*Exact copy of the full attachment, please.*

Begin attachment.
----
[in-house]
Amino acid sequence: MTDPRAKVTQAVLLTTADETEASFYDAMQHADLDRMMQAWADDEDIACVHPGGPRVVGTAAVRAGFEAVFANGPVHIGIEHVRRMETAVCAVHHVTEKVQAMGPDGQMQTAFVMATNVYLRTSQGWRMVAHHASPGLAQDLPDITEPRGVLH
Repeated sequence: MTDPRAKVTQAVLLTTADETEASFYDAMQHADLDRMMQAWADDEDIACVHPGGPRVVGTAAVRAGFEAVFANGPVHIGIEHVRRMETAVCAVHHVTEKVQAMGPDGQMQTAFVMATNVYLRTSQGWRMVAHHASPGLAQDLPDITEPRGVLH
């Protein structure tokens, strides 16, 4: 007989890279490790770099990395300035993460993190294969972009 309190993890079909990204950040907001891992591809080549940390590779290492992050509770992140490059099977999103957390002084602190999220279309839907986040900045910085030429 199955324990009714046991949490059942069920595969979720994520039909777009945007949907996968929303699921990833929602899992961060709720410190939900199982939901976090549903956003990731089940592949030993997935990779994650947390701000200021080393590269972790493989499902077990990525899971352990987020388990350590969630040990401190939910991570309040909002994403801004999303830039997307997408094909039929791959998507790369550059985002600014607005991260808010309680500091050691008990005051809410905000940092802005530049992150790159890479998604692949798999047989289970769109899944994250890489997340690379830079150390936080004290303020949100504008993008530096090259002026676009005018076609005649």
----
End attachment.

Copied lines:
[in-house]
Amino acid sequence: MTDPRAKVTQAVLLTTADETEASFYDAMQHADLDRMMQAWADDEDIACVHPGGPRVVGTAAVRAGFEAVFANGPVHIGIEHVRRMETAVCAVHHVTEKVQAMGPDGQMQTAFVMATNVYLRTSQGWRMVAHHASPGLAQDLPDITEPRGVLH
Repeated sequence: MTDPRAKVTQAVLLTTADETEASFYDAMQHADLDRMMQAWADDEDIACVHPGGPRVVGTAAVRAGFEAVFANGPVHIGIEHVRRMETAVCAVHHVTEKVQAMGPDGQMQTAFVMATNVYLRTSQGWRMVAHHASPGLAQDLPDITEPRGVLH
């Protein structure tokens, strides 16, 4: 007989890279490790770099990395300035993460993190294969972009 309190993890079909990204950040907001891992591809080549940390590779290492992050509770992140490059099977999103957390002084602190999220279309839907986040900045910085030429 199955324990009714046991949490059942069920595969979720994520039909777009945007949907996968929303699921990833929602899992961060709720410190939900199982939901976090549903956003990731089940592949030993997935990779994650947390701000200021080393590269972790493989499902077990990525899971352990987020388990350590969630040990401190939910991570309040909002994403801004999303830039997307997408094909039929791959998507790369550059985002600014607005991260808010309680500091050691008990005051809410905000940092802005530049992150790159890479998604692949798999047989289970769109899944994250890489997340690379830079150390936080004290303020949100504008993008530096090259002026676009005018076609005649």